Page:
MIT researchers are forging ahead with plans to put US$100 laptops into the hands of the world’s children.
A prototype of the low-cost laptop is due in November, but Negroponte showed off blueprints at the Emerging Technologies conference at MIT this week.
MIT Media Lab leader Nicholas Negroponte said his nonprofit One Laptop Per Child organization will distribute 5 million to 15 million of the machines in production within a year to children in Brazil, China, Egypt, Thailand and South Africa. Negroponte has a vision to produce 100 million to 150 million being made in the second year.
“Sadly, most educational systems that recognize the important need for computers, meet that need with a roomful of desktops, to which a child might go for a few hours per week,” Negroponte said. “Computing should be like a pencil, you have your own — versus community pencils — and use it for all kinds of purposes, related to school, home, work and play.”
The brainchild of Negroponte, the $100 laptop will be a full-color, full-screen portable computer that uses the cost-free Linux operating system. It will be rugged and powered by wind-up and other innovative sources of electricity for use in remote places.
It will come enabled for wireless and cell phone Internet access, and “have USB ports galore” to accommodate potential additional peripheral devices such as a printer. Its current specifications are: 500 megahertz (processor speed), one gigabyte of memory, and an XVGA display. (Click here to view images of the $100 laptop on MIT’s Technology Review Web site.)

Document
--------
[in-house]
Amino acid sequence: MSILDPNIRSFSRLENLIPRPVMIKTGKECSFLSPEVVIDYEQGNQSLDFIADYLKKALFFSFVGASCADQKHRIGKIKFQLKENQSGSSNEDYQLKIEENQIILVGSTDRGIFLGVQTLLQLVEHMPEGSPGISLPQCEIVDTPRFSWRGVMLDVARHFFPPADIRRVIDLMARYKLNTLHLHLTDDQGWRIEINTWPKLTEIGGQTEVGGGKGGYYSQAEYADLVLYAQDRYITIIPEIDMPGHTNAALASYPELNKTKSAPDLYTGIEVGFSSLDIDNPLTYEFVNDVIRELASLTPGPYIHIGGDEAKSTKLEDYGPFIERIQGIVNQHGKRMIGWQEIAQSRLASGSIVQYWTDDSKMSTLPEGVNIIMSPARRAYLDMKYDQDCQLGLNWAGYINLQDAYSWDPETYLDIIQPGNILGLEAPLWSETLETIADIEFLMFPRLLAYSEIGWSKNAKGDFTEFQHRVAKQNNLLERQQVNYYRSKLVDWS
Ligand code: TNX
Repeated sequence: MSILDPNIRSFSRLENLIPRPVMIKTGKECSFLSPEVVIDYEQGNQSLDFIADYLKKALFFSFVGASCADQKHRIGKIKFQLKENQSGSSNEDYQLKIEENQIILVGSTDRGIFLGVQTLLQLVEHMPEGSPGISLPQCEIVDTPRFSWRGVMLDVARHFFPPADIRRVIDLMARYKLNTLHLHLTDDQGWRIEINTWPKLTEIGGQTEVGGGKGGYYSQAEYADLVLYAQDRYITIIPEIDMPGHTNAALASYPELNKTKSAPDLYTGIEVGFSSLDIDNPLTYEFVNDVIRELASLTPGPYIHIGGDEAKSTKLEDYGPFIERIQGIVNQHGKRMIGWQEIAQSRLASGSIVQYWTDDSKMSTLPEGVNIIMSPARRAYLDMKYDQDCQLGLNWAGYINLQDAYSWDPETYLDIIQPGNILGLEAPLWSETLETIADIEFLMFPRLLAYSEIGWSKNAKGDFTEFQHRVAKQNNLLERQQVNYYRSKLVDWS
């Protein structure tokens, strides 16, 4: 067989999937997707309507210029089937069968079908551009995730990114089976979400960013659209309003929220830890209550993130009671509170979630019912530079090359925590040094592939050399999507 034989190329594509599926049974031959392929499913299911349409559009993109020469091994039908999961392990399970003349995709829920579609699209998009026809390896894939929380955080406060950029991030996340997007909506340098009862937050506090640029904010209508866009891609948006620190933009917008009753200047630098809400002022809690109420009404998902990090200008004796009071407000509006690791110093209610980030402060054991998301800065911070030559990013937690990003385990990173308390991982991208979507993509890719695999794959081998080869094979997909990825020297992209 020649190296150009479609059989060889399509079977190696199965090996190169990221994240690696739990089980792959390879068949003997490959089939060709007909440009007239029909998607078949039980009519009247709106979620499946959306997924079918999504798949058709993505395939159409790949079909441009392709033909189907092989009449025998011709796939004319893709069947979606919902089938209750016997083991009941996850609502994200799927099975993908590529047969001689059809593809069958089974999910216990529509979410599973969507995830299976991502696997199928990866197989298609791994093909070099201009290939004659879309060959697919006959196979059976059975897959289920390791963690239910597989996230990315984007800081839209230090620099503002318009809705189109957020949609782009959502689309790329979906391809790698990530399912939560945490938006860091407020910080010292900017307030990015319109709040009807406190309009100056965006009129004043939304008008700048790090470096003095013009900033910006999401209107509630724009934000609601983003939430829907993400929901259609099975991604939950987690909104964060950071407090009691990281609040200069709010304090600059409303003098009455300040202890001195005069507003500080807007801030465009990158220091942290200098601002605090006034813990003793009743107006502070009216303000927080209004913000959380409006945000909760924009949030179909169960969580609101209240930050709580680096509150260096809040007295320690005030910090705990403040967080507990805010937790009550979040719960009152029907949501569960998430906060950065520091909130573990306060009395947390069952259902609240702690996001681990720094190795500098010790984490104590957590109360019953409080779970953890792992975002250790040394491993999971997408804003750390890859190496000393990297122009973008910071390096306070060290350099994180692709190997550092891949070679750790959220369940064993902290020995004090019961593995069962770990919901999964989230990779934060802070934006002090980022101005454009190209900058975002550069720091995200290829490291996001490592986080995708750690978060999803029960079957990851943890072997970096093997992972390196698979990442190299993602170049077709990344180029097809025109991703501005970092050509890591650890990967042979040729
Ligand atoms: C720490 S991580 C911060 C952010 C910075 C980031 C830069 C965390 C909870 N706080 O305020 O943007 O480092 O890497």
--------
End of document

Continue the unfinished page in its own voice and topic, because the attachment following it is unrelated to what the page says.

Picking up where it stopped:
Negroponte said while desktops can be made more cheaply than laptops, the latter’s mobility is important: “Bringing the laptop home engages the family. In one Cambodian village where we have been working, there is no electricity. Thus the laptop is, among other things, the brightest light source in the home.”
Negroponte said the $100 laptop will accomplish “almost everything” possible with an expensive computer. However, “what it will not do is store a massive amount of data.”The $100 machines will not be sold to individuals but instead be distributed through ministries of education with initial orders limited to a minimum one million units.
Enderle Group principal analyst Rob Enderle told LinuxInsider that if these $100 laptops were widely adopted, it could collapse prices of computers even further. However, he added, the numbers and the timeline Negroponte cited are both overly aggressive.
“The production figures he is citing are well ahead of the current manufacturing technology currently,” Enderle said. “They are talking about numbers that exceed the manufacturing capacity of the segment by a couple of times.”
Enderle said Tier 1 laptop vendors don’t have anything to worry about just yet. There is a long way to go before the $100 laptop becomes viable. Besides production capacity, there are questions of user education and simple electricity.
Analysts said after the first 1,000 of these $100 laptops roll out, its inventors could discover a series of unanticipated problems that dramatically lengthen overall deployment.
“It’s generally well advised to set your numbers low and then exceed them so you can talk about your success. When you set them this high it’s going to look like they had an astronomical failure, even though what they are accomplishing is actually quite amazing,” Enderle said.